Environmental impact – flax vs. cotton


You pay increasing attention to what you eat, favouring local producers, and you make efforts to reduce waste. In short, you have an environmentally responsible behaviour. But where do you stand on the textile front? For your household linen or clothes, what fabric do you use? Are you more into cotton or linen? Although linen is comfortable, mainly in the summer, it has other benefits, including for the planet. Do you know what its environmental impact is as compared with cotton?

Focus on flax vs. cotton production

80% of the world flax supply is grown in Europe. The largest producer is none other than France, mainly Normandie and Hauts de France regions. Growing flax uses very little water and requires 5 times less fertiliser than cotton. Unlike cotton, no pesticides or solvents are necessary. Flax thrives in a temperate, humid climate, with the combined action of sun and rainwater, and draws its resources from the soil.

If flax is said to be eco-friendly, that is because nothing is wasted, the whole plant is used – fibre, seeds, straw, wood and dust. It produces no waste. Apart from the textile industry, it is also used in food industry. Flax seeds are high in Omega-3 fats and can be used for meals or to make oil. Flax is an interesting line of research for ecological home insulation or to manufacture lighter cars. Who would have thought? Let us now take a closer look at the environmental impact of flax vs. cotton.

Environmental impact of flax vs. cotton | The battle

Cotton is currently is used a lot more than flax in textile industry but the latter is getting increasingly popular thanks to its comfort and quality but also its environmental impact. Indeed, flax is recyclable and biodegradable.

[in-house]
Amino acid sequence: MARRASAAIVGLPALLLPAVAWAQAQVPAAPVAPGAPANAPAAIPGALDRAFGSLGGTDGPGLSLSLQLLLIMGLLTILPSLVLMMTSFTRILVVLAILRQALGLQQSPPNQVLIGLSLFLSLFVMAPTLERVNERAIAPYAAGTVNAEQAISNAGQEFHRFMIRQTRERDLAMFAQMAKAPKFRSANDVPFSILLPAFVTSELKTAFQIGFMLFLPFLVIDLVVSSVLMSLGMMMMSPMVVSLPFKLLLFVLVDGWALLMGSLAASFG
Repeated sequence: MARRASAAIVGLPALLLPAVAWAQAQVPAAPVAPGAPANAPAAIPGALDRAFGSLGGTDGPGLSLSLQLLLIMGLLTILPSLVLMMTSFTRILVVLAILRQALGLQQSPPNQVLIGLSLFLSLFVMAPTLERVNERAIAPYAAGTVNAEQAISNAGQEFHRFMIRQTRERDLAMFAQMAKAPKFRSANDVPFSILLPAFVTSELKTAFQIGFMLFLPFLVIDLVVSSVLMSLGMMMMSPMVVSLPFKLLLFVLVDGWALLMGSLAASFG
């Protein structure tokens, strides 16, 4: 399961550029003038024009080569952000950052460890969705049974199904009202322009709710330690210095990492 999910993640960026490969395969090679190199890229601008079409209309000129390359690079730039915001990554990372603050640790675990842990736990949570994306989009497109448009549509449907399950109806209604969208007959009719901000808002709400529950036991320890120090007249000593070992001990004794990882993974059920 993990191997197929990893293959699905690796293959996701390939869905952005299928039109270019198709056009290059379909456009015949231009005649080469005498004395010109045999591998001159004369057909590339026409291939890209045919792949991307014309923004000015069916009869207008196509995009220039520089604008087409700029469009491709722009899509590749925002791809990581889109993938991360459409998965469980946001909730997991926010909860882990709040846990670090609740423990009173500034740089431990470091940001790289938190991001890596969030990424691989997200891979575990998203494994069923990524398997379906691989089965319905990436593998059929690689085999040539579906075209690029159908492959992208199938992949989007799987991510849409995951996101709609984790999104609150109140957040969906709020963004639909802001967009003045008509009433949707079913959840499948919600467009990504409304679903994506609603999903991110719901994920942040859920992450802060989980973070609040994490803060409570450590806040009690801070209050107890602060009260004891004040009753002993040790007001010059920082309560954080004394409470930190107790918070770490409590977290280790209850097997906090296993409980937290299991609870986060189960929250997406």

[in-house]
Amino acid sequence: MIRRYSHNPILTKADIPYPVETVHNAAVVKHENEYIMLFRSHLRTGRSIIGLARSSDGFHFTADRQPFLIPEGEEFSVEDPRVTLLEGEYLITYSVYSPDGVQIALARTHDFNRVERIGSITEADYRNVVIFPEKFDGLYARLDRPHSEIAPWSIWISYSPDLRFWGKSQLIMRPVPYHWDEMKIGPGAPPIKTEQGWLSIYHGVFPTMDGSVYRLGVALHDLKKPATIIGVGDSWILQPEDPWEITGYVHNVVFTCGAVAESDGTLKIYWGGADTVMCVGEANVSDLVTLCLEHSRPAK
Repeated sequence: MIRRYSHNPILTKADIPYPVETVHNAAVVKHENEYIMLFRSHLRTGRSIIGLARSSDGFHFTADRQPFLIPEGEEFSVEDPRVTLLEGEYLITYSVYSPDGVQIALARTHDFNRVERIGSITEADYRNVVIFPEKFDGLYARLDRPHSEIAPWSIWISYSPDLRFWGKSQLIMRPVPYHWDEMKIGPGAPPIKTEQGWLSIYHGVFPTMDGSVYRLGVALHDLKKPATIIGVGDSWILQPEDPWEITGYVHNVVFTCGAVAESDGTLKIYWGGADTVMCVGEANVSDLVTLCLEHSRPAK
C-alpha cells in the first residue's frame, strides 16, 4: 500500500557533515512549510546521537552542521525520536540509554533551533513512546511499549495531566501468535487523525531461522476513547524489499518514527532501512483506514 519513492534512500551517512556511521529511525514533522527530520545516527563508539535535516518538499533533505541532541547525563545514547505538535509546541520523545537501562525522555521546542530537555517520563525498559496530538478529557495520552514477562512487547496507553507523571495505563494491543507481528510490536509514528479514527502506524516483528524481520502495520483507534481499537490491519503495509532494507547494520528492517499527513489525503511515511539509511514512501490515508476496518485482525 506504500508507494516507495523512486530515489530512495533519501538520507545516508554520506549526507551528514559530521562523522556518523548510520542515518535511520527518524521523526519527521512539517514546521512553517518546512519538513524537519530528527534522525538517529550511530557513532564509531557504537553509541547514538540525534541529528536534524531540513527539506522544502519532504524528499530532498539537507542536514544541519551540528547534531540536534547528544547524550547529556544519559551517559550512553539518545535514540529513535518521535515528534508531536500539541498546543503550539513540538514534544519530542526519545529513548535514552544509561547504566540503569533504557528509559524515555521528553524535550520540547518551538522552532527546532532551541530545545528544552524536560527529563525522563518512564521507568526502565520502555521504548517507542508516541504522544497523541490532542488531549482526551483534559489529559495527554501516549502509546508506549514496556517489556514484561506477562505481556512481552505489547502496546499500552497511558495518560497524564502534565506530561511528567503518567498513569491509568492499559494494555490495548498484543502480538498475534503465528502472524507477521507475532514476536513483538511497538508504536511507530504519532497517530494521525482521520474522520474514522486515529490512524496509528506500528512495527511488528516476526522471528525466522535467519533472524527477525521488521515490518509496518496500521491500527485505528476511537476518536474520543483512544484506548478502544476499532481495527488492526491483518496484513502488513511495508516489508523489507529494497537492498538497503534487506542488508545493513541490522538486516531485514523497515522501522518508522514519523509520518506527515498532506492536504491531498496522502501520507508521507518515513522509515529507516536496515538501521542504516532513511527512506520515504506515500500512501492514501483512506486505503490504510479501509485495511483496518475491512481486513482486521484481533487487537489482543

Cotton uses a large amount of water (7,000 to 29,000 litres of water are required for each kilogram of cotton produced) while flax only needs rainwater. Cotton also uses a lot of insecticides and pesticides to kill pests. Moreover, chlorine is used to bleach cotton, polluting the planet and soil.

On the other hand, the flax plant holds carbon dioxide in the ground thanks to its roots, acting as a carbon sink (it retains 3.7 tons of carbon dioxide per hectare on average). Its various production stages require little water and energy.

The only drawback is that large industrial manufacturers route it through China, where it is processed after being produced in Europe, and sometimes add chemicals during each processing stage, increasing its ecological footprint. As with food, you can act sensibly, choosing local linen.

In the battle between flax and cotton, flax wins hands down! Its natural, green image is confirmed. At a time when public awareness is raised about global warming and how we should care for our planet, flax is a good way to help our precious Earth. Think about it next time you go shopping, and read labels carefully!